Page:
Consumers see plant-based products as healthier and better for the planet. This is also reflected in the declining share of new gelatin-based gummies entering the market. While nearly 60% were gelatin-based in 2018, this number decreased to 32% in 2023. Pectin has become the most widely used alternative to gelatin. In 2023, more than 55% of new gummies contained pectin as the sole hydrocolloid or blended with other plant-based gelling agents. As manufacturers invest in the technology to incorporate gummy production into their services, formulators are faced with the difficult task of learning how to make a gummy. Unlike confectionery gummies, the inclusion of nutraceutical ingredients poses additional challenges in the ability of the hydrocolloid system to form a gel network, especially when using plant-based hydrocolloids. Pectin and other plant-based hydrocolloids can be challenging to work with, requiring careful consideration for formulation and processing. The gelation requirements of pectin typically used in gummies can create added stressors for formulators since these gummies cannot be melted down and reworked. Understanding both the internal factors (controlled by manufacturers of pectin) and external factors (factors formulators control through application) can better guide formulators in creating successful gummy formulations with pectin.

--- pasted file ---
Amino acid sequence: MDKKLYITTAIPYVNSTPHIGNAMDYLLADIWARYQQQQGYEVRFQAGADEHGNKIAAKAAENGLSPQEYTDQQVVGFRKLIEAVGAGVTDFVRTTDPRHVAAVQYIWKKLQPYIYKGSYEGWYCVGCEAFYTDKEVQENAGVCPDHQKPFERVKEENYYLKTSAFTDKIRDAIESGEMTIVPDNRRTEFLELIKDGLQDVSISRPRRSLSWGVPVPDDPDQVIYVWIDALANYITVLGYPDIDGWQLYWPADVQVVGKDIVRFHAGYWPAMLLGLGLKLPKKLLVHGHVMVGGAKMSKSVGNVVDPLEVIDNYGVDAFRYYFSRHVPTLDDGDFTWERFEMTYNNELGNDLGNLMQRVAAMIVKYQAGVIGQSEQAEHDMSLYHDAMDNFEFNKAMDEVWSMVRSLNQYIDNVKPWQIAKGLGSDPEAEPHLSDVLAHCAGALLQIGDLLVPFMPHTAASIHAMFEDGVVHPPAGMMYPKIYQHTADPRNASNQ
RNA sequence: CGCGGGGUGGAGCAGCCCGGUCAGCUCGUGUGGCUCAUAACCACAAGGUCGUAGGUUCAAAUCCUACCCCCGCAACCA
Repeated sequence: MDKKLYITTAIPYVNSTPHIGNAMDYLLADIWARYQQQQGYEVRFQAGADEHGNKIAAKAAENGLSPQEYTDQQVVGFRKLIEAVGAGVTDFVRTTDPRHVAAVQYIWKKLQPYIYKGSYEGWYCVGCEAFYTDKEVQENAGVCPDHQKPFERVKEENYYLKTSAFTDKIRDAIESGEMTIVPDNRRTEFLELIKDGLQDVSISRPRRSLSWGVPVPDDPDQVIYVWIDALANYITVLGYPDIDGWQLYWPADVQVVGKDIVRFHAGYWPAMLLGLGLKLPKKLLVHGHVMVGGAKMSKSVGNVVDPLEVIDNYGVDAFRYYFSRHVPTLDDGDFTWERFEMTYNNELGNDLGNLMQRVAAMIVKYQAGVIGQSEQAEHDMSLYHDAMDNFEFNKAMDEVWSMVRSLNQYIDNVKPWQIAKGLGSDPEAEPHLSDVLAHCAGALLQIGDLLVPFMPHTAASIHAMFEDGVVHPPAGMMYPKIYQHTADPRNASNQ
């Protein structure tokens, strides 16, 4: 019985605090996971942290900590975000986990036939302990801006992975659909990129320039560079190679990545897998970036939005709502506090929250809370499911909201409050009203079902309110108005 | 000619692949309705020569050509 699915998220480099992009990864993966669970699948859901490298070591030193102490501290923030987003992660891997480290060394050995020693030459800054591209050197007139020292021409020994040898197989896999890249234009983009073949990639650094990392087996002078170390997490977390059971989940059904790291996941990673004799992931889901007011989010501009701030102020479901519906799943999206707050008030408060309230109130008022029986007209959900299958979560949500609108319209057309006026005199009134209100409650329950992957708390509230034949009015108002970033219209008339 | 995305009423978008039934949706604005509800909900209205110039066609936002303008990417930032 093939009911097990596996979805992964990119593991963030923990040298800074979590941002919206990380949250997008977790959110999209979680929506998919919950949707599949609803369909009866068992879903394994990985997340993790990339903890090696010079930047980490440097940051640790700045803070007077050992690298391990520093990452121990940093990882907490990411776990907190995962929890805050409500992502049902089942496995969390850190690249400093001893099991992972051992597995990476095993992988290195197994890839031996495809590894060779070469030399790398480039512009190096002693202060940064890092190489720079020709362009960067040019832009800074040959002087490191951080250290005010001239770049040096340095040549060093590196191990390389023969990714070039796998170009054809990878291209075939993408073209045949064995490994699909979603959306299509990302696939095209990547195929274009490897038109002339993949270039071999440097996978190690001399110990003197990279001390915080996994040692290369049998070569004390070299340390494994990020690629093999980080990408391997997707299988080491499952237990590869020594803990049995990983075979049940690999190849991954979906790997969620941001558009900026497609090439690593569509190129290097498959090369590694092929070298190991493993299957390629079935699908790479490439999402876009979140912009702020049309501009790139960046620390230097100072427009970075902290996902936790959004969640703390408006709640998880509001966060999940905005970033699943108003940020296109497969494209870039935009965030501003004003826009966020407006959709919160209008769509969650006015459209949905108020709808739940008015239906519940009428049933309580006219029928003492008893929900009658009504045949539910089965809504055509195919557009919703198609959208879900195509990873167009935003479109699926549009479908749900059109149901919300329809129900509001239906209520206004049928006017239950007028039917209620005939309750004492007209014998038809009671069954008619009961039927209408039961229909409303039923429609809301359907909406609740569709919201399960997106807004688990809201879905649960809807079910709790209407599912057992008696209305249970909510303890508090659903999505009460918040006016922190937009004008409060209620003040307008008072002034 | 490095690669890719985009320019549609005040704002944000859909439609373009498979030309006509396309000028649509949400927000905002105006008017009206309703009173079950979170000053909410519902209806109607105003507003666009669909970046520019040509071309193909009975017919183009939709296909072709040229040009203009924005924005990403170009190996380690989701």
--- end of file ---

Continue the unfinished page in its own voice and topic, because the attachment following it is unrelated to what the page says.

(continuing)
Understanding pectin at the molecular level

    1. Classification of pectin and requirements for gelation

Pectin, a fascinating polysaccharide, plays a crucial role in gummy formulations. Pectin is divided into two classifications known as high ester (HE) or high methoxy (HM) pectin and low ester (LE) or low methoxy (LM) pectin; low ester pectin can be further classified into low ester conventional (LC) and low ester amidated (LA). HE pectin requires high soluble solid concentration and low pH to facilitate gelation. LE pectin requires the presence of calcium to act as a bridge between pectin molecules (4). For most gummy applications, HE pectin is typically used as it provides firmer textures and enables rapid demolding. However, some nutraceutical ingredients could benefit from using LE pectin as well.